Tramadol and Paracetamol – These medications are used to reduce physical pain and discomfort. As YW’s symptoms are improving, she does not take Tramadol anymore and uses Paracetamol occasionally.
Unwanted Effects of Medication
Venlafaxine – This antidepressant has many adverse effects directly connected to YW’s mental health issues. The possible risk of increasing YW’s suicidal thoughts and behaviours is especially notable as the patient has expressed fewer suicidal ideations in the last few months (NICE, 2017). Thus, a higher dose of Venlafaxine may lead to negative outcomes. Moreover, the increased probability of self-harm is another alarming effect of this drug.
Zolpidem – Such side effects as a headache, dizziness, chest pain, and depression are rather common among people that take Zolpidem. This drug may also negatively affect the patient’s sleep and her ability to perform various tasks during the day.
Doxazosin – Dizziness in the most probable unwanted effect. Shortness of breath and confusion can also affect the patient and limit her ability to function. Other adverse outcomes, such as swelling, fainting, and blurred vision, are less common. The risk of hypotension from this medication is lower than its analogues (Smith and Koola, 2016).
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Lorazepam – Low blood pressure as an effect of Lorazepam can negatively affect YW’s health. Cognitive problems can occur, along with opposite reactions such as increased excitement. Suicidal thoughts and memory problems are also among the unwanted effects.
Tramadol and Paracetamol – The occasional dosage of Paracetamol should not have many adverse effects on the patient. However, an overdose may cause liver damage, breathing problems, and skin reactions.
The patient benefits from taking the prescribed medications as they help her with various parts of her daily life. Therefore, it is vital to show her that adhering to the proposed treatment plan leads to positive outcomes. Stressing the goal to be able to increasingly participate in the life of her son and her friends can be used to motivate YW to continue taking her medication. The concordance between physician and patient can be achieved by providing the patient with all necessary information regarding the medication. YW already positively responds to treatment, and she has experience with various types of drugs. Thus, it may be easier for her to recognize that some medications work efficiently and are useful for her well-being.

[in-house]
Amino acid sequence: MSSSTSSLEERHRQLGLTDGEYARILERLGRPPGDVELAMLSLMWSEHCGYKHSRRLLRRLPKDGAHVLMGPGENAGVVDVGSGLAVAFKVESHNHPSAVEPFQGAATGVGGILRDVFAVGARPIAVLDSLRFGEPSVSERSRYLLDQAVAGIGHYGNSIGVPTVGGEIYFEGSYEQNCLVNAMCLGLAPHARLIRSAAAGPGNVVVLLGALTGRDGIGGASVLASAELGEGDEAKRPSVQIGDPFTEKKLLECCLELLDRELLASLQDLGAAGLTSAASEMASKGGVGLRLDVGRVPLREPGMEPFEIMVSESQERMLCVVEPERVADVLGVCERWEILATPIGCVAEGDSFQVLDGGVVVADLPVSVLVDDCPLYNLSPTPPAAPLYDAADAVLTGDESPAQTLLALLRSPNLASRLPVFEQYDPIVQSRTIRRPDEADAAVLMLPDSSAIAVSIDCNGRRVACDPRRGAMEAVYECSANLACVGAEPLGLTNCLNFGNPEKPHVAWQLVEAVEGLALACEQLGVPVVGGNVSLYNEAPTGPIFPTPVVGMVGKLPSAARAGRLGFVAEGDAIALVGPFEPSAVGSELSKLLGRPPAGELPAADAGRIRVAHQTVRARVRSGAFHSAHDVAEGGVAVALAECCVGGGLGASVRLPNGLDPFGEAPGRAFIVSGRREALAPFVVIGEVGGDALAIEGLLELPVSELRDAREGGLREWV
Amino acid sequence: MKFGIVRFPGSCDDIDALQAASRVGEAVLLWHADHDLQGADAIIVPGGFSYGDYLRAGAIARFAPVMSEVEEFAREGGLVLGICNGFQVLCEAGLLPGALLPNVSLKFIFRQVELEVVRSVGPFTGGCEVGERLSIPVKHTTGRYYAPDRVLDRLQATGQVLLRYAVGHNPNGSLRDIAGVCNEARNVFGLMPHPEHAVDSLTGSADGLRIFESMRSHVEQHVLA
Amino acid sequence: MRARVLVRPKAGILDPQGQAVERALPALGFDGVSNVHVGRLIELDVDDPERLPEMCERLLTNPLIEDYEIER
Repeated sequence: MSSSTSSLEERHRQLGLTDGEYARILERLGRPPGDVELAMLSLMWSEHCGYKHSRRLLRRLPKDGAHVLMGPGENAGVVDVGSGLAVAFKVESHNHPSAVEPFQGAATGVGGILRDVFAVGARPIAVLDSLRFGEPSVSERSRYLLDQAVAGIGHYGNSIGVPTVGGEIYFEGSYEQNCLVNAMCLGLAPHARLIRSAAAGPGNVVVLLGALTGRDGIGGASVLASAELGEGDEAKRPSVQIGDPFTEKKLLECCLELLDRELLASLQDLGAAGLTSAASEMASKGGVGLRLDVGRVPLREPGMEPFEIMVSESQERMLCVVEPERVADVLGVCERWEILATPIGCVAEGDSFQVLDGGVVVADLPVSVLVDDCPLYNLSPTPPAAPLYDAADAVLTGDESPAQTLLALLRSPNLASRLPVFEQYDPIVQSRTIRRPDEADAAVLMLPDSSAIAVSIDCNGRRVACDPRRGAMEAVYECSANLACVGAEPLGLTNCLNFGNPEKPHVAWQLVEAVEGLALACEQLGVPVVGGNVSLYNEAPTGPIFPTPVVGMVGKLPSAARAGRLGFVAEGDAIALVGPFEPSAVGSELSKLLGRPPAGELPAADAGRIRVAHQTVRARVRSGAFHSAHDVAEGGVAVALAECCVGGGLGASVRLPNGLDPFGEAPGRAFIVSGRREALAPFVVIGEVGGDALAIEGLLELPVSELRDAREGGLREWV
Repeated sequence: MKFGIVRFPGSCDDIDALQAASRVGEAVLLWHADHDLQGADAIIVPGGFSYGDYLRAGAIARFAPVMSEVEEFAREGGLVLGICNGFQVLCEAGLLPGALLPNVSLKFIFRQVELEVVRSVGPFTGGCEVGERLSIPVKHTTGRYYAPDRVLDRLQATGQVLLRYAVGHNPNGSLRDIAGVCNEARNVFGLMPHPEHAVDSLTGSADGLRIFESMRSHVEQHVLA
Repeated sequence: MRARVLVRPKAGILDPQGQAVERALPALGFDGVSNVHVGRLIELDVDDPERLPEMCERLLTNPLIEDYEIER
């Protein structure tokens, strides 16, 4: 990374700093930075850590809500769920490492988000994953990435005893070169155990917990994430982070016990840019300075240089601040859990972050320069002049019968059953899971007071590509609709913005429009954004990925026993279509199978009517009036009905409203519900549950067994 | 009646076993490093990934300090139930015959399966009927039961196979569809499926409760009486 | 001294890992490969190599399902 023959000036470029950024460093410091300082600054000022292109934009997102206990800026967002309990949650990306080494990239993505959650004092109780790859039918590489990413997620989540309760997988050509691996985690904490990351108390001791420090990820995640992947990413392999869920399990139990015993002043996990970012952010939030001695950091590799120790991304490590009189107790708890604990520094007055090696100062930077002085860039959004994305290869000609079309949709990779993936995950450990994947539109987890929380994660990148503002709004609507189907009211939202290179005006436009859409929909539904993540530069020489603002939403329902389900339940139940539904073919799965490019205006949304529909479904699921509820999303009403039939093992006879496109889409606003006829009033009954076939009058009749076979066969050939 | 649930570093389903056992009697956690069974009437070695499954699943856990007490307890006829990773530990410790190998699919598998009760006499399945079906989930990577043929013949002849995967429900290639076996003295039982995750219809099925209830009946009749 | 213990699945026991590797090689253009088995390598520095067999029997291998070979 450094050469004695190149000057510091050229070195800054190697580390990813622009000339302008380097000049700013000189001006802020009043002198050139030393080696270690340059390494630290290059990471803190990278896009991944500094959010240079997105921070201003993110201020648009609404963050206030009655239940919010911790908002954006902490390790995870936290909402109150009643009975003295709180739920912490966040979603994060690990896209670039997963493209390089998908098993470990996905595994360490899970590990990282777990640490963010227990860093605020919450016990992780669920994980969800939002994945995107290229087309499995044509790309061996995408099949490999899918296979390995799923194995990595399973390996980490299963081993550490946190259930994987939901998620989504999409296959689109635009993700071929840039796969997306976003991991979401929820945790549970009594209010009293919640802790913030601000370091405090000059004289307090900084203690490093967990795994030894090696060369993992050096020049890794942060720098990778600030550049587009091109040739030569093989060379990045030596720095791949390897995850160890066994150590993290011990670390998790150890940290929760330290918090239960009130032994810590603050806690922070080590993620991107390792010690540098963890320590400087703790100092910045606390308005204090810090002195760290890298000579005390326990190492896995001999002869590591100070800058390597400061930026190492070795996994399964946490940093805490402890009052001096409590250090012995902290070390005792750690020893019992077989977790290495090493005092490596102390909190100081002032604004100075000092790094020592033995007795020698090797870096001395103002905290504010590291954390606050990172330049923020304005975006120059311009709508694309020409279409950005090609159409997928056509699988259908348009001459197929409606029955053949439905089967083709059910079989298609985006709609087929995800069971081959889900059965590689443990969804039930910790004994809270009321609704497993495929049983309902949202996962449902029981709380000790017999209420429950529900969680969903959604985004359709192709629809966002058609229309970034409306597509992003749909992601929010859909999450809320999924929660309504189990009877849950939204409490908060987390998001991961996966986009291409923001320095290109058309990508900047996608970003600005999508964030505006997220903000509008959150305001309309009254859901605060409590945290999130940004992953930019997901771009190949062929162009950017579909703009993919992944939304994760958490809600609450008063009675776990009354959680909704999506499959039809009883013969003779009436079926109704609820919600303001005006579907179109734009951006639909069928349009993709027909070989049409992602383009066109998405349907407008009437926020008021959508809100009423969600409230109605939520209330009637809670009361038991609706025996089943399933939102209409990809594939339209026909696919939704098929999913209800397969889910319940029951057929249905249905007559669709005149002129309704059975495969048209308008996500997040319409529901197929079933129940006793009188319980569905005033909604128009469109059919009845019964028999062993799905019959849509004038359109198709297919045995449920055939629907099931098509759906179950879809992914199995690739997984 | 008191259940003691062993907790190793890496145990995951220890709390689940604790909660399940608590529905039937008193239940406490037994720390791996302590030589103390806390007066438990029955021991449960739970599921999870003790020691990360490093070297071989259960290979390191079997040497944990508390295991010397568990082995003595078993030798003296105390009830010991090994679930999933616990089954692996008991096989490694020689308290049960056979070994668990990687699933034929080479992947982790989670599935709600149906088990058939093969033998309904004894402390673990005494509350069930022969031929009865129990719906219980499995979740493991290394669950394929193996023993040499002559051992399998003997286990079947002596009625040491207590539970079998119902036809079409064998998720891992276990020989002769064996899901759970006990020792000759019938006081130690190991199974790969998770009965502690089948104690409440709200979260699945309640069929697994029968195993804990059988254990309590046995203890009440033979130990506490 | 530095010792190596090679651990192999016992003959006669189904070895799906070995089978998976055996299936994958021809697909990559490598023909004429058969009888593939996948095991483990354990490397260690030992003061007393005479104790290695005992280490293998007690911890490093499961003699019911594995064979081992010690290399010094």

Interventions for Health Promotion
As YW has already made some steps on her path to recovery, it is important to acknowledge this progress and focus on the patient’s strengths. YW is no longer taking medication for pain, and she can participate more in her son’s life. However, the patient still experiences occasional physical discomfort, and it is vital to address this before trying to focus on mental health issues. Theadom et al. (2015) note that mindfulness and relaxation therapies can have some positive effects on patients with physical pain.
YW has stopped taking medication for pain management, and now one can suggest some mindfulness training for her. A programme involving stretching and breathing exercises can help YW feel better and be more active during the day. YW’s sleeping patterns may also improve with these practices, but here the role of medication is important as well.
YW is a person that has engaged with various types of treatment and achieved significant progress as a result. There is much to be done, but the patient continues to try hard to get better. This case study shows that the issues of physical health can affect one’s mental state. However, within their treatment, all aspects of the person’s well-being should be considered. YW’s case shows that she is in the process of dealing with both physical and mental problems and that her ability to progressively gain control over her life positively affects all her diagnoses.